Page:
Whether you are involved in lots of activities and only have time to play one hour a week, or are looking to participate in all of our 28 unique sports, we have a place for YOU in Intramural Sports.

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Your First Triathlon: Eight Must-Knows about Daring to Tri

By Samantha Bingaman, University Recreation & Wellness, Group Fitness Instructor


My first triathlon was a by-product of forced family fun. I was 10, and my dad thought it would be a great idea for the family to bond through sport. I was less than thrilled when he chose triathlon, otherwise known to 10-year-old-me as a formidable conglomeration of swimming, biking, and running.

But after that first triathlon, I was hooked. Something about putting the three sports together – plus intermixing transitions of madly ripping off wetsuits and replacing them with helmets or running shoes – is fun. It’s rewarding. It’s addicting. And it should be the next feature on your bucket list.

 It’s not just a select few that enjoy the sport – triathlon is gaining traction nationwide. The NCAA recognizes it the newest Emerging Sport for women; Gwen Jorgenson won the first gold medal for triathlon for the USA in Rio; youth programs throughout the States are growing exponentially. Millions of people are joining in with the triathlon movement.

Ready to join in, but don’t know where to start? Use these 8 tips to help you crush your first race.

1. Start small and build up.

Your first tri doesn’t have to be an Ironman (140.6 miles – eek!). Sprint-distance races abound. Go for these shorter distances first and gradually work your way up.

2. Don’t be overwhelmed by the pizazz.

Whether it involves ogling at the newest Cervelo – a really, really nice bike – or rolling up in a logoed bodysuit, triathletes like to be frilly. But you don’t need fancy equipment to do well in a triathlon. If you have the basics – goggles, a bike, and running shoes – then you’re set.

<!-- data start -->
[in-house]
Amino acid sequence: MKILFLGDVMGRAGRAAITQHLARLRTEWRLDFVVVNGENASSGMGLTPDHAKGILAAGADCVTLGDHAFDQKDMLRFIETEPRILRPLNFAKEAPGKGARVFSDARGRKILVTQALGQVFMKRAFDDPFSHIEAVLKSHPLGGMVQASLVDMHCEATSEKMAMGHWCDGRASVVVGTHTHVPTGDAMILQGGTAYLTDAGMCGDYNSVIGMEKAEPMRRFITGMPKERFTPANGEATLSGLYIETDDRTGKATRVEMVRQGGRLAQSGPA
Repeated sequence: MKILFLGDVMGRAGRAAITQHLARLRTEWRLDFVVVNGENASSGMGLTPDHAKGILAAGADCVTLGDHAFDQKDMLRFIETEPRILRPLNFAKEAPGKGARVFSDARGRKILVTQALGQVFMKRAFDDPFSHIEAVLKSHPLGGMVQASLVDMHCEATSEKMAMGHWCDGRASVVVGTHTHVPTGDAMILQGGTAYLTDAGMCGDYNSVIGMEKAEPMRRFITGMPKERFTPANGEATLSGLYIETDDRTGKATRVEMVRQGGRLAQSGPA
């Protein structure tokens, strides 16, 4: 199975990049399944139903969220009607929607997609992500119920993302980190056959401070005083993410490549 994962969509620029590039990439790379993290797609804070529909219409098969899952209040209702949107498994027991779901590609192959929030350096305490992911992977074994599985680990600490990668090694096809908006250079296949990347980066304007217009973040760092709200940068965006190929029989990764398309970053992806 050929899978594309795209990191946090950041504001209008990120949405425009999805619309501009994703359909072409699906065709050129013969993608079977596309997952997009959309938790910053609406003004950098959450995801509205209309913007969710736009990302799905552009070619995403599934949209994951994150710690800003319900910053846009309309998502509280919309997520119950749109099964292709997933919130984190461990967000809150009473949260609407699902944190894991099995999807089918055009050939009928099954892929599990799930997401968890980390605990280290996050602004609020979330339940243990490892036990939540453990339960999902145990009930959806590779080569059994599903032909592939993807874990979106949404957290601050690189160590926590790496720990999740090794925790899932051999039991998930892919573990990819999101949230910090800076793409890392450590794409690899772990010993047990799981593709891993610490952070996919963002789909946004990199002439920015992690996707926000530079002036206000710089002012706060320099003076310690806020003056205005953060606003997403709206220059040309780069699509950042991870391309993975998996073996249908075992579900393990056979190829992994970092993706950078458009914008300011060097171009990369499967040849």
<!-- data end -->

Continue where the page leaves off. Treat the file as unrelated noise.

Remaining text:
3. No bike, no problem.

This is similar to #2. You do not need a bike that costs as much as your tuition to do well in a triathlon. If it has two wheels and you can pedal it from point A to point B, then it counts. If your friend has said vehicle, ask nicely and borrow it.

 4. Get acquainted with open water.

Some races involve open water swimming, which can be a scary experience the first time. If your race involves a lake, ocean, or pond swim, take a few practice swims before race day.

 5. Practice transitions.

The time in between the swim, bike, and run in which you change out your gear is known as a transition. There are two in a triathlon, and they are the most underrated parts of the race. The goal is to put on as little gear in the fastest time possible, which can be overwhelming the first time. Practice a few while you train.

 6. Learn about race nutrition.

One great thing about triathlon is that it is a SPORT in which you can EAT during the race. Proper nutrition prevents a mid-race bonk, which is never fun.

Active.com has great, concise reads on nutrition.